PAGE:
AS I TYPE this, my fingers tingle and my bum aches following a 200-mile ride home from Donington Park.
What could induce such discomfort you ask. I’ll give you a clue – 999cc, 199hp, and 0 – 62mph acceleration in just 3.1-seconds. Earlier this month editor Al claimed this German beauty to be the most suitable sportsbike for everyday use, but after 1,000 miles in the saddle I beg to disagree.
If you haven’t already guessed, I’m talking about BMW’s S1000RR. Renowned for its plentiful power and impressive cohort of rider aids, the S-thou is a bucket list bike for any speed enthusiast. We had the £15,205 top spec ‘Sport’ model in for our Superbike test last week, and I have had the joy of looking after her in the interim.
Two weeks on a 200hp superbike? I had to pinch myself. I’ve coveted the S1000RR since it was first launched in 2009, but 14-year-old me never expected to actually get a ride on one. Oh, how times have changed.
I collected the bike from BMW HQ two weeks ago, with just 619 miles on the clock. In a new set of Dainese leathers, I looked factory, while my dark visor hid the sweat that dripped off my brow in the 33-degree heat.
A blast through the Hampshire countryside took me the long way home – so long, in fact that I more than doubled the 52-miles it should have been... It was exhilarating, and equally terrifying – it had been a while since I’d ridden a sportsbike, and even longer since I’d been aboard a litre machine, and the incredible acceleration left me clinging on white-knuckled and laughing all the way home. After a month on my long-term F850GS, I certainly got a rude awakening on the S1000RR. This was a bike that you could lose your license on in first gear – on a motorway.
As terrifying as it was, the S1000RR struck me as remarkably user-friendly – once I’d got used to the aggressive riding position, that was. Its fully adjustable electronic system meant that it could go from being ‘my first litre bike’ to an absolute track weapon in seconds. The quickshifter (BMW’S Gear Shift Assist Pro) – the same as on my F850 – is brilliant, and down blipping makes for a lovely gurgling note.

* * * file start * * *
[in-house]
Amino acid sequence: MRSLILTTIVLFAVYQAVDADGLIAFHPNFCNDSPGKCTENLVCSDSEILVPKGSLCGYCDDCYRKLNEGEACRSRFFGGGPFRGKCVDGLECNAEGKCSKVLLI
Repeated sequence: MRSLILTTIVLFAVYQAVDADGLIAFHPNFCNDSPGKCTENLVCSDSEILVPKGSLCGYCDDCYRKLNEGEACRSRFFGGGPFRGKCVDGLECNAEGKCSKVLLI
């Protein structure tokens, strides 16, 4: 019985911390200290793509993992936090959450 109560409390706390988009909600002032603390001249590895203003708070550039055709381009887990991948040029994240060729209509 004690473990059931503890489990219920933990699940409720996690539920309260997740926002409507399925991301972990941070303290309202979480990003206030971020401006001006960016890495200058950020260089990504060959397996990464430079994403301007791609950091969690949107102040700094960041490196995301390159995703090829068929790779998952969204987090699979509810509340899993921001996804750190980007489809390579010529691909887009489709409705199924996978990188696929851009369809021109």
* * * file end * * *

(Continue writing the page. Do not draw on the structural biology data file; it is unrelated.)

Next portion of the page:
Power-delivery was infallible, with the ride-by-wire system not missing a beat over the last 1,100 miles. While dulled down for rain mode it was still smooth and progressive. Sport was potent and Race took it to a new level of refinement. The track-focussed ‘Slick’ setting allows the user to adjust traction control while on the go.
And, as I had been promised by fans of the machine, there was power everywhere, especially in the midrange. Making 199bhp at 13,500rpm and peak torque of 113Nm at 10,500rpm, the inline-four just keeps on giving nearly all the way to the 14,500rpm redline.
As would be expected, the Brembo stopping power was equally impressive, and the adjustable traction control and ABS a nice safety net. I particularly like the fact that the dash tells you how hard you last braked, and the most lean angle during each ride.
While the bike may lack the cornering ABS of its competitors, it does feature BMW’s Dynamic Damping Control semi-active suspension system, which works by adjusting damping automatically to suit braking, accelerating, and cornering on various road surfaces.
After two weeks and 1,100-miles together, I only have one criticism of the S1000RR – and the reason for my discomfort. The engine is just so buzzy at around 4,000 revs, regardless of gear, riding mode or speed. And it’s particularly bad cruising at around 60-70mph in sixth, which was basically my entire ride home. Add a fully loaded backpack and it was far from the fun I had before.
But as I approach a year at Visordown, what better way to spend it than with BMW’s brilliant S1000RR. I’ll be returning the bike to HQ tomorrow and swapping it for my F850GS long termer, but not before one last blast.